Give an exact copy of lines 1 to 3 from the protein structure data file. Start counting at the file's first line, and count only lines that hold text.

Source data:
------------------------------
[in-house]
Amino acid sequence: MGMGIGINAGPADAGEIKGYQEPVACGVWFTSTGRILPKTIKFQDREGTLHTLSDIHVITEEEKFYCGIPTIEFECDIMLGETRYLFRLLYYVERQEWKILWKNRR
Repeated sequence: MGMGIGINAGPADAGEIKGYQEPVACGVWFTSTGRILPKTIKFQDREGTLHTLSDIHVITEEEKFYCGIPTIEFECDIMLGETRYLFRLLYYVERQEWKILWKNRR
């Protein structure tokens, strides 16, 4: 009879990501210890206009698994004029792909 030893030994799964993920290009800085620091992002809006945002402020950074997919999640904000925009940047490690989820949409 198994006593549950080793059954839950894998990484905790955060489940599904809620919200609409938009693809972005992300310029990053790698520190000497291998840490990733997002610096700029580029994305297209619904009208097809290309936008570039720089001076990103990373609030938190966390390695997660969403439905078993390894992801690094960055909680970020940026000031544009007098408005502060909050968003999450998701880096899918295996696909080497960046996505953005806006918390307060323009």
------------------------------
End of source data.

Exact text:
[in-house]
Amino acid sequence: MGMGIGINAGPADAGEIKGYQEPVACGVWFTSTGRILPKTIKFQDREGTLHTLSDIHVITEEEKFYCGIPTIEFECDIMLGETRYLFRLLYYVERQEWKILWKNRR
Repeated sequence: MGMGIGINAGPADAGEIKGYQEPVACGVWFTSTGRILPKTIKFQDREGTLHTLSDIHVITEEEKFYCGIPTIEFECDIMLGETRYLFRLLYYVERQEWKILWKNRR